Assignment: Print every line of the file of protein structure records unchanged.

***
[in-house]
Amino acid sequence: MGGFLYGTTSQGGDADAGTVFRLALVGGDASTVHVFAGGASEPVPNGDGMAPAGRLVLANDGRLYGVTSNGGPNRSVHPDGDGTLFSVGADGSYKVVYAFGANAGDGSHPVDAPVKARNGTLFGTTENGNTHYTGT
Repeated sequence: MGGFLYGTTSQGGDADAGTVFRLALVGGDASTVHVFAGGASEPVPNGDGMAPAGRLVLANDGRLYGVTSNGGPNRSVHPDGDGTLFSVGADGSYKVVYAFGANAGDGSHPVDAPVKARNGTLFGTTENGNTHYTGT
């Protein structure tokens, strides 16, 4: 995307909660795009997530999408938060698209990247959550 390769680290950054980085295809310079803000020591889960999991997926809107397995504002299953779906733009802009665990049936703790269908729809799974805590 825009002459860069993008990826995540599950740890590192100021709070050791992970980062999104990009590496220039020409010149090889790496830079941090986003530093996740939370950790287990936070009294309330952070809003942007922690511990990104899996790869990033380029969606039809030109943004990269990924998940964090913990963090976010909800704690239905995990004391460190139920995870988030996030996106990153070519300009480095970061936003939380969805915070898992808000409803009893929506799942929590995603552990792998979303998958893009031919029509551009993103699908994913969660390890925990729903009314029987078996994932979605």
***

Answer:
[in-house]
Amino acid sequence: MGGFLYGTTSQGGDADAGTVFRLALVGGDASTVHVFAGGASEPVPNGDGMAPAGRLVLANDGRLYGVTSNGGPNRSVHPDGDGTLFSVGADGSYKVVYAFGANAGDGSHPVDAPVKARNGTLFGTTENGNTHYTGT
Repeated sequence: MGGFLYGTTSQGGDADAGTVFRLALVGGDASTVHVFAGGASEPVPNGDGMAPAGRLVLANDGRLYGVTSNGGPNRSVHPDGDGTLFSVGADGSYKVVYAFGANAGDGSHPVDAPVKARNGTLFGTTENGNTHYTGT
């Protein structure tokens, strides 16, 4: 995307909660795009997530999408938060698209990247959550 390769680290950054980085295809310079803000020591889960999991997926809107397995504002299953779906733009802009665990049936703790269908729809799974805590 825009002459860069993008990826995540599950740890590192100021709070050791992970980062999104990009590496220039020409010149090889790496830079941090986003530093996740939370950790287990936070009294309330952070809003942007922690511990990104899996790869990033380029969606039809030109943004990269990924998940964090913990963090976010909800704690239905995990004391460190139920995870988030996030996106990153070519300009480095970061936003939380969805915070898992808000409803009893929506799942929590995603552990792998979303998958893009031919029509551009993103699908994913969660390890925990729903009314029987078996994932979605």